Shocking corn


(September 26, continued)

There is an Amish community on the east side of the Great Miami River near Logansville. Three years ago I had seen an Amish buggy roadsign, but no signs of Amish people or farms. I repeated some of the same route this year and saw plenty of both.


This field of shocked corn was right on the edge of town at a place where I could walk up close to it.

Years ago, in the early 80s, my kids and I had tried shocking some corn to feed our sheep. It was a bad year for hay, so we bought a few rows of a next-door field from a neighbor. At that time I had never seen shocked corn except in picture books. Our efforts sort of worked, but our corn shocks were not as nice as these. Before a 3rd winter of sheep-raising came we gave up and ate them all – lambs, ewes, and the buck.

Here was a chance to see how the pros shocked corn. When I did it I had used some baling twine to tie the upper part of the shock together. But here I see that the Amish do it without any such aids.

Speaking of twine, the latest issue of American Historical Review has a review of a book about binder twine: “Bound in Twine: The History and Ecology of the Henequen-Wheat Complex for Mexico and the American and Canadian Plains, 1880-1950,” by Sterling Evans (2007). I want to read it whether or not it ever leads to any bicycle expeditions.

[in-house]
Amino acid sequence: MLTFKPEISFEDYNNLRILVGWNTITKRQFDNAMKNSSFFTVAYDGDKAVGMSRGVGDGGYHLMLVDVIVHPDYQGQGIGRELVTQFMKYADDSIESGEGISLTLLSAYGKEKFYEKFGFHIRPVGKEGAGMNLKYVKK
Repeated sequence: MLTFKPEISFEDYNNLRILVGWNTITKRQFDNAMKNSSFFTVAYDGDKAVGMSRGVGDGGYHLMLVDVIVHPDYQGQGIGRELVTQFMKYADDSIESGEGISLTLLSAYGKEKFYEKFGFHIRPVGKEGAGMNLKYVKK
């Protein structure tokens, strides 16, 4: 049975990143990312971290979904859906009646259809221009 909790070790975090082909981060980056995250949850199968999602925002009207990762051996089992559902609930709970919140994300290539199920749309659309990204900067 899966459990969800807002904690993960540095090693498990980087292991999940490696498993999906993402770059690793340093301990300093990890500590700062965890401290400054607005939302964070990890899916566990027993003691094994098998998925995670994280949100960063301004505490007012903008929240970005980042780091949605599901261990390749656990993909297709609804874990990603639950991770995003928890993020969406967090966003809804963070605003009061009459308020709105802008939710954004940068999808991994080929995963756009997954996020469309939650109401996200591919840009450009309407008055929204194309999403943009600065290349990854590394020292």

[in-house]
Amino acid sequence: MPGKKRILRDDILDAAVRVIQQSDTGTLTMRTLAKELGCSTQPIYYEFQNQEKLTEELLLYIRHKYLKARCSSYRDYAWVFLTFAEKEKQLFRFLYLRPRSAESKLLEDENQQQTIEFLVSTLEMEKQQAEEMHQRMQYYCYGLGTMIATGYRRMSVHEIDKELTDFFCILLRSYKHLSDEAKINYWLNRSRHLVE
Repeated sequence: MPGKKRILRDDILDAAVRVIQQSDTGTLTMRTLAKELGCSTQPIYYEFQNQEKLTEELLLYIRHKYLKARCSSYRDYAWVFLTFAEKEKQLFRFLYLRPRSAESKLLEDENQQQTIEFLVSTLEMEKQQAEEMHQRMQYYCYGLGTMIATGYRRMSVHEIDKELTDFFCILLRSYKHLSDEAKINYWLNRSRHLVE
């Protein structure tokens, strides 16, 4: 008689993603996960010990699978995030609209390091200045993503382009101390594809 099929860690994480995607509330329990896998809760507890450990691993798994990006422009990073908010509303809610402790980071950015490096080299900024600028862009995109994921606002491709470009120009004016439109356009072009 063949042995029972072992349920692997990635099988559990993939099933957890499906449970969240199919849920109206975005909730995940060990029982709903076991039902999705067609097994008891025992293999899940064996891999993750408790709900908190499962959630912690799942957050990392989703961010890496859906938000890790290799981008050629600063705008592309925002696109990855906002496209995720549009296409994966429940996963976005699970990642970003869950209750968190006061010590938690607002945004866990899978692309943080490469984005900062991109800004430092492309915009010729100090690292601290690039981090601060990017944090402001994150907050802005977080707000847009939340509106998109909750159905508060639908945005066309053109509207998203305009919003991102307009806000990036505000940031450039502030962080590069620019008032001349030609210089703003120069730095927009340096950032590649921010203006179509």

This scene was on my way north to the supposed site of the Vance blockhouse.

But what is that farm implement in the foreground? I want to say it’s some kind of binder, but I don’t know. I’ve seen these before, usually abandoned and rusting, but I’ve never seen them in operation.

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  • Ken Steinhoff

    When I was in Boy Scouts, my dad brought home a ball of binder twine so I could practice lashing for my Pioneer merit badge.

    We had a small woods next to the house, so I had plenty of saplings about two inches around to cut down to build all kinds of stuff.

    I don’t think I had any more fun with any toy I got at Christmas. If I poke around in my mother’s attic, there’s probably still remnants of that ball around.

    I still use a lot of the knots I learned earning that merit badge.

  • Spokesrider

    Ken, those could be handy skills for fastening excess camping gear to your bicycle. My knot skills aren’t so good. Sometimes I can’t even use velcro properly.

  • Borntoolate

    The machine in the foreground is a hay loader. Hay is raked into a windrow and this machine carries the dry hay up and dumps it onto a wagon. This was before balers and people stored their hay loose in the barn.

  • Spokesrider

    Ah, that makes sense. Thanks. I’ve never seen one of those in operation.